Where a word is located affects how we see its surroundings. Laid flat on the ground, a word directs our vision downward, limiting for a moment our range of view. A word posted at eye level or suspended from the branch of a tree directs our vision outward, establishing a visual dialogue between what lies close by and what lies beyond or above. A word in the distance, barely readable, entices us to go closer.
The material used for a sign affects our response — words in marble convey a different message than the same words printed on plastic. At Broadwoodside, a garden outside Edinburgh, the Biblical warning, The Writing is on the Wall, is cut into terracotta plaster. Inspired by the humour, I reproduced the words at Glen Villa, my garden in Quebec. But instead of being cut into plaster, at Glen Villa they are in bright neon. Snazzy retro versus cool classicism: the impact is different.
The size of a sign and the letters on it affect our behaviour. In the garden at Glen Villa, a trail leads from an old farm field to a clearing in the woods that serves as a (not terribly accurate) sundial. A dead tree in the centre of the clearing is the gnomon or pointer, and off to one side is a bench with the words In Transit/En Route. Sited along the trail are signs that ask simple questions: Where are you? Are you here? Are you here now? The words, written in a small run-on script in English and French, take an effort to decipher. They force even the fastest walkers to slow down and, perhaps, to consider seriously the question asked.
Words can mislead, of course. Knowing I lived in China, most visitors would assume that the China Terrace at Glen Villa is named for the country, while in fact it refers to pieces of broken porcelain I discovered on the site. Deliberately misleading words can be a source of humour. Playing off the idea of mislabelled plants, the tags hanging from eight identical trees in a courtyard at Broadwoodside label each tree with a different name. In the same garden, the Latin inscription on a stone bench turns out not to be Latin at all but a set of words that have to be spoken to make sense. Taking the time to figure out the joke adds to the pleasure of being in the garden. It makes it more fun.
Which brings me to the subject of the language used. At The Laskett, Sir Roy Strong’s garden in Herefordshire, an inscription in Greek appears on the pediment of the Victoria and Albert Museum Temple. Sir Roy describes his garden as autobiographical and his choice of a Greek inscription signals his scholarship. The inscription is not translated, either in the garden or on the garden’s website. If you ‘get’ it, fine; if you don’t … well, the problem is yours. But since most of us who visit The Laskett don’t read Greek, we feel excluded. The connection Strong makes is lost to us. And this seems a pity.
(Edward Gibbon made his choice of language a matter of propriety. “My English text is chaste,” he wrote, “and all licentious passages are left in the decent obscurity of a learnèd language.”)
Even when we can read a sign, we may not understand it. At Little Sparta, Ian Hamilton Finlay’s garden in Scotland, words and the ideas behind them are often obscure. We may be puzzled when faced with an epigram from the French revolutionary St. Just, or a scrawl on a bust of Apollo identifying him as a terrorist, or the single word Claudi inscribed on a bridge. As visitors to the garden we have a choice. We can shrug with indifference at Finlay’s prompt, as the Renaissance Cardinal Chigi did to the reaction of his visitors, or we can stop and think. Why did the artist put those words there? What connections was he making between the garden and the larger world? What threads can we follow now, on the spot, or later, with reflections of our own or with Google’s help?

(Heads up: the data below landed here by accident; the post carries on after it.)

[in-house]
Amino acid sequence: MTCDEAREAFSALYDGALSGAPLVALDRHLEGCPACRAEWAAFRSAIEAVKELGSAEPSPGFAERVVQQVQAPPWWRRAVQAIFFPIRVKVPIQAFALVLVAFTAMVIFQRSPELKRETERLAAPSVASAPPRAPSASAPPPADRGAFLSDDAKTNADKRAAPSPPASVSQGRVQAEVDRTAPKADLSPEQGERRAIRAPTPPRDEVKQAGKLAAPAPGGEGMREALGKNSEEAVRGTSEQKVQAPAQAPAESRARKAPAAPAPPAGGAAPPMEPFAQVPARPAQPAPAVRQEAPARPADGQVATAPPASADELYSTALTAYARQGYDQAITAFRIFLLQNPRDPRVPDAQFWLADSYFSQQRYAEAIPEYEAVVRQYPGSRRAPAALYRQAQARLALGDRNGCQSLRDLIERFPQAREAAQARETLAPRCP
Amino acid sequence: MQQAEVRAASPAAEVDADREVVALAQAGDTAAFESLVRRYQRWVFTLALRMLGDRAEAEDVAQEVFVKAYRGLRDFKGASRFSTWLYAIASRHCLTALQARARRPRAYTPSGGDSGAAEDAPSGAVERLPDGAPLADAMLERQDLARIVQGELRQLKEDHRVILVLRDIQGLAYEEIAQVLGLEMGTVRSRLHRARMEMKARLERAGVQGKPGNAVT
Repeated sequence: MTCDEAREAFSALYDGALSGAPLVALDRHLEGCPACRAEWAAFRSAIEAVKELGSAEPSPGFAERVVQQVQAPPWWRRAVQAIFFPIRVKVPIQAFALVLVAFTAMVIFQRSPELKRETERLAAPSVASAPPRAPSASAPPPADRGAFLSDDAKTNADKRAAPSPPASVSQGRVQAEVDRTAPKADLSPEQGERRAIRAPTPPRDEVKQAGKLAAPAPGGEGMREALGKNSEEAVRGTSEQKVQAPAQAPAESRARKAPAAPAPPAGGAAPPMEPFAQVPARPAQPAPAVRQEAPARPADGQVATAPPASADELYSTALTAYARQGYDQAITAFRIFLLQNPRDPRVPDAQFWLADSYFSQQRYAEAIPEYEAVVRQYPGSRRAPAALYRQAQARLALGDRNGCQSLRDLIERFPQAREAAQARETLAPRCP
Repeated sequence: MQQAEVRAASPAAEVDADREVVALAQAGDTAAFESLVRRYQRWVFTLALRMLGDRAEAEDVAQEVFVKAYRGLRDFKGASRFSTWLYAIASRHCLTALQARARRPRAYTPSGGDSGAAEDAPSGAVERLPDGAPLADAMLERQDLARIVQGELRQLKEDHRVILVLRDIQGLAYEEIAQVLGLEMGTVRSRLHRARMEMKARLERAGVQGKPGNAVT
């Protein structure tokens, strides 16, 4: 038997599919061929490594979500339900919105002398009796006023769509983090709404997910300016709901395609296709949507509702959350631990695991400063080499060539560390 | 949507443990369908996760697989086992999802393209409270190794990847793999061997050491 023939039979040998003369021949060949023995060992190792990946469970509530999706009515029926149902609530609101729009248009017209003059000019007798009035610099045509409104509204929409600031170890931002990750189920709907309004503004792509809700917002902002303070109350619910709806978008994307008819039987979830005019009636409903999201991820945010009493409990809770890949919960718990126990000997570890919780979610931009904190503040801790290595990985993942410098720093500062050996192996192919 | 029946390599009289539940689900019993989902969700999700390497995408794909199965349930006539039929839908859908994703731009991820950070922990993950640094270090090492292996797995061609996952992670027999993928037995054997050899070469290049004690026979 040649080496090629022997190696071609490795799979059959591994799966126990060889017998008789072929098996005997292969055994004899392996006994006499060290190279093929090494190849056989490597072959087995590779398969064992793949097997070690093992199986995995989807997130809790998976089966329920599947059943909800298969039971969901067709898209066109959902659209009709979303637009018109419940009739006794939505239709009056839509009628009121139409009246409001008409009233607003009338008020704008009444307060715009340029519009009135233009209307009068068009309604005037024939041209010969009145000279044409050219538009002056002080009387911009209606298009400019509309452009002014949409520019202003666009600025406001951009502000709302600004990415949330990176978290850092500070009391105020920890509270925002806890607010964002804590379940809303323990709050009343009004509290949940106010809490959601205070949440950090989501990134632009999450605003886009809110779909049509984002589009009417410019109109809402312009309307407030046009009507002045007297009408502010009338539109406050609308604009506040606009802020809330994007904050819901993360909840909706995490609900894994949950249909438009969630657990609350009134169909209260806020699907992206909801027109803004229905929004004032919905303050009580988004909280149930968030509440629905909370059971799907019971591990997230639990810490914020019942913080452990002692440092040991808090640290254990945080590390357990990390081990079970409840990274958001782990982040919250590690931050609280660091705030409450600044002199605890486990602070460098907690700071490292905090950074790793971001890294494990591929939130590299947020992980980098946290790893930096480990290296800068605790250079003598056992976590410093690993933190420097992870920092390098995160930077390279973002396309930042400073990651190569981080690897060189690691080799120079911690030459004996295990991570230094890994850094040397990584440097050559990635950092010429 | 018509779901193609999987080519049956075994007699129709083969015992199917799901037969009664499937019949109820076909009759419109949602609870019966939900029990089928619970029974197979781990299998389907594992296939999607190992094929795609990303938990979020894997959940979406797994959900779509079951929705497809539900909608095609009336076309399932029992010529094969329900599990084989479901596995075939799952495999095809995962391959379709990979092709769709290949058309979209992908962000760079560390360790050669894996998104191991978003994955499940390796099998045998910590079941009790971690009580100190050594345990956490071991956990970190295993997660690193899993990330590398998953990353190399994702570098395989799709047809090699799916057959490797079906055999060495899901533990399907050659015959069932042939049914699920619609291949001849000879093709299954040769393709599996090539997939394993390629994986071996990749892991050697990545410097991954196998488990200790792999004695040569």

Little Sparta is a tough garden to understand and it’s easy to feel intimidated by the depth and breadth of Finlay’s allusions. For some, this limits the garden’s appeal. This, I think, partly explains why words that add to the experience of a garden are so rare nowadays. We lack a shared cultural history. When a message is difficult to understand, too often it’s the garden maker who is said to be at fault. When the words are in Latin or Greek, the garden can be dismissed as elitist and the gardener as a snob out of touch with today’s world.
To some, words in a garden may seem redundant. Intrusive even. But garden-making isn’t a thoughtless enterprise. It is done with purpose, to some particular end. Excluding words is ruling out an opportunity.
Walking through the woods at Glen Villa, visitors come to a place where the path divides. At the junction a sign is nailed to a tree trunk painted yellow. Two Roads.
Some people will recognize the quotation, others will not. Does it matter? Is it important to recognize the source to understand the allusion? Does knowing the source enrich the experience?
I believe it does. But I also believe it isn’t essential. The connections I make when I see the words Two Roads inevitably begin with Robert Frost’s poem. But from there, my thoughts head off in different directions, depending on the day, as I choose one path or the other. The path chosen by the person who doesn’t recognize the quotation may lead to destinations I never imagined.
And that’s a good thing. Words ask us to see the garden through the eyes and minds of many people, not merely through our own. They enlarge the garden’s mental ground, broadening it into a collaborative process that includes rather than excludes.
It’s a matter of words.
Patterson Webster. website